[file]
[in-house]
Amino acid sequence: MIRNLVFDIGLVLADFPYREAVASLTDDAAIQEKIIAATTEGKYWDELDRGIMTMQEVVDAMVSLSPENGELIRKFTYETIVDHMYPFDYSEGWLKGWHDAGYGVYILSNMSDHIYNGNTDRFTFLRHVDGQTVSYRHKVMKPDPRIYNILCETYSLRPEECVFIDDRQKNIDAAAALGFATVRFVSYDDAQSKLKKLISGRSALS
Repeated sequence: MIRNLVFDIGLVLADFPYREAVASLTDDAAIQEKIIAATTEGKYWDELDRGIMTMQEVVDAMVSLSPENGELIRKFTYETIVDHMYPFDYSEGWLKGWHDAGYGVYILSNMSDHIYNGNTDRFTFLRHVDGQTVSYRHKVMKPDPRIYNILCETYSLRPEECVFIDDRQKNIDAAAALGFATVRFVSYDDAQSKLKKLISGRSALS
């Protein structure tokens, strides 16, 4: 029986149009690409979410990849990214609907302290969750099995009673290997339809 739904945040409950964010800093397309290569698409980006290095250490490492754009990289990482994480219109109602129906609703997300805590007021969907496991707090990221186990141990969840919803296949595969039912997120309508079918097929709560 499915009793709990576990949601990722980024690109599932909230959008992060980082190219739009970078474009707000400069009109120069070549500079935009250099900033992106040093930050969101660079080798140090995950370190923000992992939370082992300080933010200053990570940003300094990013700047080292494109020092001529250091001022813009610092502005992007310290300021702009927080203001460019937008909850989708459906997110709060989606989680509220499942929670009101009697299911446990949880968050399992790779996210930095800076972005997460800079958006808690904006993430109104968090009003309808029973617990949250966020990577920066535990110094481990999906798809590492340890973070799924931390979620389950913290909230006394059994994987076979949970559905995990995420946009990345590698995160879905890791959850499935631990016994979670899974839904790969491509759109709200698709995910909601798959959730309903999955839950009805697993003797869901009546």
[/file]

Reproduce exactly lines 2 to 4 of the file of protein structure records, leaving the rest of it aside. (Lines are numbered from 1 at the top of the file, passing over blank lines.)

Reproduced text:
Amino acid sequence: MIRNLVFDIGLVLADFPYREAVASLTDDAAIQEKIIAATTEGKYWDELDRGIMTMQEVVDAMVSLSPENGELIRKFTYETIVDHMYPFDYSEGWLKGWHDAGYGVYILSNMSDHIYNGNTDRFTFLRHVDGQTVSYRHKVMKPDPRIYNILCETYSLRPEECVFIDDRQKNIDAAAALGFATVRFVSYDDAQSKLKKLISGRSALS
Repeated sequence: MIRNLVFDIGLVLADFPYREAVASLTDDAAIQEKIIAATTEGKYWDELDRGIMTMQEVVDAMVSLSPENGELIRKFTYETIVDHMYPFDYSEGWLKGWHDAGYGVYILSNMSDHIYNGNTDRFTFLRHVDGQTVSYRHKVMKPDPRIYNILCETYSLRPEECVFIDDRQKNIDAAAALGFATVRFVSYDDAQSKLKKLISGRSALS
């Protein structure tokens, strides 16, 4: 029986149009690409979410990849990214609907302290969750099995009673290997339809 739904945040409950964010800093397309290569698409980006290095250490490492754009990289990482994480219109109602129906609703997300805590007021969907496991707090990221186990141990969840919803296949595969039912997120309508079918097929709560 499915009793709990576990949601990722980024690109599932909230959008992060980082190219739009970078474009707000400069009109120069070549500079935009250099900033992106040093930050969101660079080798140090995950370190923000992992939370082992300080933010200053990570940003300094990013700047080292494109020092001529250091001022813009610092502005992007310290300021702009927080203001460019937008909850989708459906997110709060989606989680509220499942929670009101009697299911446990949880968050399992790779996210930095800076972005997460800079958006808690904006993430109104968090009003309808029973617990949250966020990577920066535990110094481990999906798809590492340890973070799924931390979620389950913290909230006394059994994987076979949970559905995990995420946009990345590698995160879905890791959850499935631990016994979670899974839904790969491509759109709200698709995910909601798959959730309903999955839950009805697993003797869901009546």